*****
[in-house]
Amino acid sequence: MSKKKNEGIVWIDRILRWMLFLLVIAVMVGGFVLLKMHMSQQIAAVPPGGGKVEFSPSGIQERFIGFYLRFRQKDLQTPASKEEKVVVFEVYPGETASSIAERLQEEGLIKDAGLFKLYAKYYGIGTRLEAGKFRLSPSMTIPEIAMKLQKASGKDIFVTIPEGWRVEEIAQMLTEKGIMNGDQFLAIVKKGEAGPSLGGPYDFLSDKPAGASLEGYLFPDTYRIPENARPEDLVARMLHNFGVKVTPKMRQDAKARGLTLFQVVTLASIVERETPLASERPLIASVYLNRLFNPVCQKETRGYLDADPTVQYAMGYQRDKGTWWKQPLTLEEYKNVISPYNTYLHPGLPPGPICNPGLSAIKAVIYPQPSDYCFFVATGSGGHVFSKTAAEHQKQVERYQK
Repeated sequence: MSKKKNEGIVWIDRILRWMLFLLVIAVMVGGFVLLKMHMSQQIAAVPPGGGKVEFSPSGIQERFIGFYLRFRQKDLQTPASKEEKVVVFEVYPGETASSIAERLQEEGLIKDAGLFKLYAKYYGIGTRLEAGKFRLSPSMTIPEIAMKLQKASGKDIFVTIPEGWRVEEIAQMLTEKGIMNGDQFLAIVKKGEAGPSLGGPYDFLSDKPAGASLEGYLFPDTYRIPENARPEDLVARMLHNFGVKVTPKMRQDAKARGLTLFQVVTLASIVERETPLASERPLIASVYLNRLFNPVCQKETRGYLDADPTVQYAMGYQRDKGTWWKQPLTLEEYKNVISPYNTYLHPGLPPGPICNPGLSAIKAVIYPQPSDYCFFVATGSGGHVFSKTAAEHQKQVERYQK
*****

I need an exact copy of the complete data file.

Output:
[in-house]
Amino acid sequence: MSKKKNEGIVWIDRILRWMLFLLVIAVMVGGFVLLKMHMSQQIAAVPPGGGKVEFSPSGIQERFIGFYLRFRQKDLQTPASKEEKVVVFEVYPGETASSIAERLQEEGLIKDAGLFKLYAKYYGIGTRLEAGKFRLSPSMTIPEIAMKLQKASGKDIFVTIPEGWRVEEIAQMLTEKGIMNGDQFLAIVKKGEAGPSLGGPYDFLSDKPAGASLEGYLFPDTYRIPENARPEDLVARMLHNFGVKVTPKMRQDAKARGLTLFQVVTLASIVERETPLASERPLIASVYLNRLFNPVCQKETRGYLDADPTVQYAMGYQRDKGTWWKQPLTLEEYKNVISPYNTYLHPGLPPGPICNPGLSAIKAVIYPQPSDYCFFVATGSGGHVFSKTAAEHQKQVERYQK
Repeated sequence: MSKKKNEGIVWIDRILRWMLFLLVIAVMVGGFVLLKMHMSQQIAAVPPGGGKVEFSPSGIQERFIGFYLRFRQKDLQTPASKEEKVVVFEVYPGETASSIAERLQEEGLIKDAGLFKLYAKYYGIGTRLEAGKFRLSPSMTIPEIAMKLQKASGKDIFVTIPEGWRVEEIAQMLTEKGIMNGDQFLAIVKKGEAGPSLGGPYDFLSDKPAGASLEGYLFPDTYRIPENARPEDLVARMLHNFGVKVTPKMRQDAKARGLTLFQVVTLASIVERETPLASERPLIASVYLNRLFNPVCQKETRGYLDADPTVQYAMGYQRDKGTWWKQPLTLEEYKNVISPYNTYLHPGLPPGPICNPGLSAIKAVIYPQPSDYCFFVATGSGGHVFSKTAAEHQKQVERYQK